Kansas homestead family watched for cattle drives and collected cow chips for heating fuel.
Children in the Nathan Beecham family, living near Liberal, Kansas, in the 1880s, had a singular duty. They watched for cattle drives as the herds were moved north to the railroad line at Dodge City, and they remembered where the cattle had been bedded down for the night.
In a few days after the herd had moved on, the family would drive to the bedding ground and collect cow chips there.
The trick was to "harvest" after the chips were dried and before other settlers had spotted the good supply.
Elsie M. Davison
Oklahoma City, Oklahoma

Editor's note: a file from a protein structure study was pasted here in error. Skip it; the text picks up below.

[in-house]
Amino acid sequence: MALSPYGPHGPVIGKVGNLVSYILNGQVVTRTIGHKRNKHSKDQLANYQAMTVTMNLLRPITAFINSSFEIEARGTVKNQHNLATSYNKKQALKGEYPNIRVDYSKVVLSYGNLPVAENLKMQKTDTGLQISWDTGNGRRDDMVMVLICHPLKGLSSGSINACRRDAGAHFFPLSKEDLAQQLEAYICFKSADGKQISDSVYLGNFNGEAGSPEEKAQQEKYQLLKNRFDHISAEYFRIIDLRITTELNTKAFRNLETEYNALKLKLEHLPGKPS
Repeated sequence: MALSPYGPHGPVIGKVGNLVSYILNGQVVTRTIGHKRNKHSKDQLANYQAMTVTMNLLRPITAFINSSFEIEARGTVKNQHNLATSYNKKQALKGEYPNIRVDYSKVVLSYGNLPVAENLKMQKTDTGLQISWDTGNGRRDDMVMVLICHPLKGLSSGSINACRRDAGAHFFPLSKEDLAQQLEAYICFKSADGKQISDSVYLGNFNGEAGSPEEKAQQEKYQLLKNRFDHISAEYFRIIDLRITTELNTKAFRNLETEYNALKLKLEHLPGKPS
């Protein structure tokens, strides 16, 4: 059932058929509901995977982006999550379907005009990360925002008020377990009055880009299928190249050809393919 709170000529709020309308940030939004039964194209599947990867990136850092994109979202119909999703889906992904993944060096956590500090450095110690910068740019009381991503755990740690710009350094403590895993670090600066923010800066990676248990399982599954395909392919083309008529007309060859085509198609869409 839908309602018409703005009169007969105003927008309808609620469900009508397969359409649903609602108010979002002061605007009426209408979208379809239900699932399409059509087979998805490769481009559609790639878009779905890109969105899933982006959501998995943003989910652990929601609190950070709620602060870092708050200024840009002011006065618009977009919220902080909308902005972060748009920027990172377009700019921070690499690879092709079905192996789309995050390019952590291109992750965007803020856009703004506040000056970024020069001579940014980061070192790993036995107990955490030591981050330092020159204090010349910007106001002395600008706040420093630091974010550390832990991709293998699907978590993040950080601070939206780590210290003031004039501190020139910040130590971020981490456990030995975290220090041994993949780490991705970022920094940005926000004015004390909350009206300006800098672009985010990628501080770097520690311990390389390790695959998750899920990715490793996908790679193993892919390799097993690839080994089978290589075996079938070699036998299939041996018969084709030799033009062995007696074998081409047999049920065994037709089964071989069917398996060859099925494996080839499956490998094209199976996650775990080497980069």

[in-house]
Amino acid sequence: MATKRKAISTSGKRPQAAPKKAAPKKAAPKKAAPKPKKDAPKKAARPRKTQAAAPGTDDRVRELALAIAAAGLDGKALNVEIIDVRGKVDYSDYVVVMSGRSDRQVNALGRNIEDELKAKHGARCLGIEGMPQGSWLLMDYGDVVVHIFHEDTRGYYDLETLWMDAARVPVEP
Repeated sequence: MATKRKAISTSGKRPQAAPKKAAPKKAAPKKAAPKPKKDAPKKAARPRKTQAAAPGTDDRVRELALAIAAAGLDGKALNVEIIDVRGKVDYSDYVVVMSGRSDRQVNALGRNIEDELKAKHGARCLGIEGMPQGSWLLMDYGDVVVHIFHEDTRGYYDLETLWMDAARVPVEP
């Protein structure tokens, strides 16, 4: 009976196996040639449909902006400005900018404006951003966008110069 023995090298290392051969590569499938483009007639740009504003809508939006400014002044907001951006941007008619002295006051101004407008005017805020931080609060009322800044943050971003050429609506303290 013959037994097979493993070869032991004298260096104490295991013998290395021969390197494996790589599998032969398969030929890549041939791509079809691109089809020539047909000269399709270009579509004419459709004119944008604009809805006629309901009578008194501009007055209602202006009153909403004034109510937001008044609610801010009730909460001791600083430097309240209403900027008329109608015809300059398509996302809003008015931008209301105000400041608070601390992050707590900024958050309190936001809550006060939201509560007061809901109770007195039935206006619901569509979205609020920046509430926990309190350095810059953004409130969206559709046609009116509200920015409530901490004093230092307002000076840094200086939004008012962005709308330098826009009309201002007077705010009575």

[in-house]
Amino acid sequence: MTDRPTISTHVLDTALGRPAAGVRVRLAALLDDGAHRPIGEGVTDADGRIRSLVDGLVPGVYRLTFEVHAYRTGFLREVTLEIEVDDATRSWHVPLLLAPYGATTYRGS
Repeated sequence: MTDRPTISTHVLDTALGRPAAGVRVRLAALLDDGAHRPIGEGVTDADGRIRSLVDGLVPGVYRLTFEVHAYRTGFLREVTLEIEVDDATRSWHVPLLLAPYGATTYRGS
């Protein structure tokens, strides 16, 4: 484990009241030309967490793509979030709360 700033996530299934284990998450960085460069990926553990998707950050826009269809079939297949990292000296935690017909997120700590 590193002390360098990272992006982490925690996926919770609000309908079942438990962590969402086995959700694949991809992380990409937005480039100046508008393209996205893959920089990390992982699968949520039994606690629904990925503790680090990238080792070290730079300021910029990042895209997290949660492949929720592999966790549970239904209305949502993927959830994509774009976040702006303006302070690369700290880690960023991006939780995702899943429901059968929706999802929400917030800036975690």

Back in 1955 a call went out from the editors of the then Capper’s Weekly asking for readers to send in articles on true pioneers. Hundreds of letters came pouring in from early settlers and their children, many now in their 80s and 90s, and from grandchildren of settlers, all with tales to tell. So many articles were received that a decision was made to create a book, and in 1956, the first My Folks title – My Folks Came in a Covered Wagon – hit the shelves. Nine other books have since been published in the My Folks series, all filled to the brim with true tales from Capper’s readers, and we are proud to make those stories available to our growing online community.
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